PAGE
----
10/22/2009 - Asheville to mark climate action day with Saturday Event
On Oct. 24, churches around the world will ring their bells 350 times. Mountain climbers will wave banners depicting the number 350 on the worlds highest peaks. Therell be rallies in cities large and small, with participants chanting 350 in every language.
And in downtown Asheville, citizens of all ages will join in the same worldwide movement to focus attention on the number 350. Its all part of the International Day of Climate Action, the most widespread day of grassroots environmental action in the planets history. Covering almost every country on earth, the 350 project is about citizens joining together to urge world leaders to take bold and immediate steps to address climate change and reduce carbon emissions.
The efforts are aimed at the number 350 because scientists say that 350 parts per million (ppm) is the most carbon dioxide we can safely have in the atmosphere. The current CO2 concentration is approaching 390 ppm.
The Asheville 350 gathering, 2 4 p.m., in the new park in front of Asheville City Hall, will be one of nearly 4,300 simultaneous events in 170 countries taking place on Oct. 24. The family-friendly afternoon will include speakers and activities for children and adults, and a group photo that will depict the number 350, to be taken at 3:50 p.m. [See details below.]
That photo and thousands from around the world will be posted on the international 350.org Web site and displayed on the 30-foot tall screens on Times Square in the heart of New York City. Then, on the Monday after Oct. 24, the 350.org team will visit United Nations headquarters to hand-deliver the photos as something of a visual petition to diplomats and delegates the world over.
These global actions come six weeks before the worlds nations convene in Copenhagen for the UN Climate Change Conference to draw up a new climate treaty. Eighty-nine countries have already endorsed the 350 target, as have the chairman of the Intergovernmental Panel on Climate Change, Rajendra Pachauri; the worlds foremost climate economist, Sir Nicholas Stern; and Nobel prize-winner Al Gore.
Among those attending the conference in Denmark will be 22-year-old Ellie Johnston, a UNC Asheville student and delegate to the Copenhagen meeting through the organization SustainUS. Johnston will speak at the Asheville 350 gathering on Oct. 24, alongside Mayor Terry Bellamy and one of the areas most dynamic speakers on climate issues, Andrew Jones.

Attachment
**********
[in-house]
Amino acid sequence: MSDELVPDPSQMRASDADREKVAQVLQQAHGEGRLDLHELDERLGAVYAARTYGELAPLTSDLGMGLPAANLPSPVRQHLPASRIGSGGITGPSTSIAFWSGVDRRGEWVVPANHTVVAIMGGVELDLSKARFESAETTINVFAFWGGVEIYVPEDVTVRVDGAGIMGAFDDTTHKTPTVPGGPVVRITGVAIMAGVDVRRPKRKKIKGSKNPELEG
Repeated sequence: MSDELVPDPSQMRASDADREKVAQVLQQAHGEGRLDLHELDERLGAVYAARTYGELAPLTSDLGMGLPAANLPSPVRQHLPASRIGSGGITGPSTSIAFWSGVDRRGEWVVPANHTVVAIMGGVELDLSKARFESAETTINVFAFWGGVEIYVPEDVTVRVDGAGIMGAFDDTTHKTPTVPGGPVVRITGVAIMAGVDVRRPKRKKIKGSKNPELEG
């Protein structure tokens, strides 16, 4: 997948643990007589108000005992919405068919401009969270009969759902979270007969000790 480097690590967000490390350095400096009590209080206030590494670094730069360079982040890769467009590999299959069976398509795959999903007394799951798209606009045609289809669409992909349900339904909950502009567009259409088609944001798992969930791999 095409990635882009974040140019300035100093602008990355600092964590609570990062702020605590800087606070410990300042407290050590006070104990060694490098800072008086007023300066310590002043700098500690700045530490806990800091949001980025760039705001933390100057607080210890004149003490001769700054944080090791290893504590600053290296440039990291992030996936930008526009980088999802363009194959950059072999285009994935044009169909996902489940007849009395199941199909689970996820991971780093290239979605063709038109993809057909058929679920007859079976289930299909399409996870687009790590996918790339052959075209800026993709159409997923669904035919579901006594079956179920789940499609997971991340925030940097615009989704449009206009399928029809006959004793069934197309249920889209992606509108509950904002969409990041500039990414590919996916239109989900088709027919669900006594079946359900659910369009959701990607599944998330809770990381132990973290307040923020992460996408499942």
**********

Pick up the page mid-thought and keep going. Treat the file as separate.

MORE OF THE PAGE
A senior biology major, Johnston is active with Southern Energy Network, an organization that works to build and facilitate an inclusive student- and youth-led movement in the Southeast promoting a clean, just, safe and sustainable energy future. Her activities at UNC Asheville have included co-chairing Active Students for a Healthy Environment and serving as the universitys 2008-2009 student government executive of sustainability.
Jones is program director of the Sustainability Institute, a nonprofit organization founded in 1996 that applies systems thinking, system dynamics modeling, and organizational learning to economic, environmental and social challenges. Working out of the Institutes southeast office in Asheville, Jones contributes to breakthroughs in climate change strategy internationally and within the U.S.
The Asheville gathering is sponsored by the grassroots environmental organization, Western North Carolina Alliance. It is among several local activities so far, more than any other community in North Carolina associated with the international 350 project. Others in the area include the Wild and Scenic Environmental Film Festival, Oct. 23 at UNC Asheville, a low-income household weatherization service project on Oct. 24, organized by North Carolina Interfaith Power & Light and involving numerous organizations, and a performance by Playback Theatre, Our Dance with Sustainability, on the evening of Oct. 24 at AB Tech.
Asheville 350 is organized by a steering committee co-chaired by volunteers Tracy Kunkler and Jim Barton. Kunkler, of West Asheville, is director of grant writing and communications for Sims and Steele Consulting and a member of Western North Carolina Alliance. Her background includes positions with the Region A Partnership for Children and Land-of-Sky Regional Council. As the mother of a 10-year-old son, for Kunkler, the need for climate action is particularly compelling.
In the event of inclement weather, the event will take place downstairs in Pack Place.
For more information on Asheville 350, visit www.asheville350.org. For more on the international efforts, visit www.350.org. That site also features fact sheets on the science behind 350, a list of actions taking place worldwide, and a 90-second video, Because the World Needs To Know, that succinctly explains the problems and solutions addressed through the 350 movement.
Details about Asheville 350 on Oct. 24 in front of Asheville City Hall
Inclement weather location: Downstairs Pack Place
2 3 p.m. Games and activities
Hands-on educational games and activities on climate change and saving energy
For children and adults
3 3:30 p.m. Speakers include:
Asheville Mayor Terry Bellamy
Andrew Jones, Program Director for the Sustainability Institute
Ellie Johnston, UNC Asheville student going to Copenhagen.
3:30 3:50 p.m. Photo:
Assemble for 350 group photo to be displayed in Times Square and then sent to world leaders convening in Copenhagen for the United Nations Climate Change Conference in December.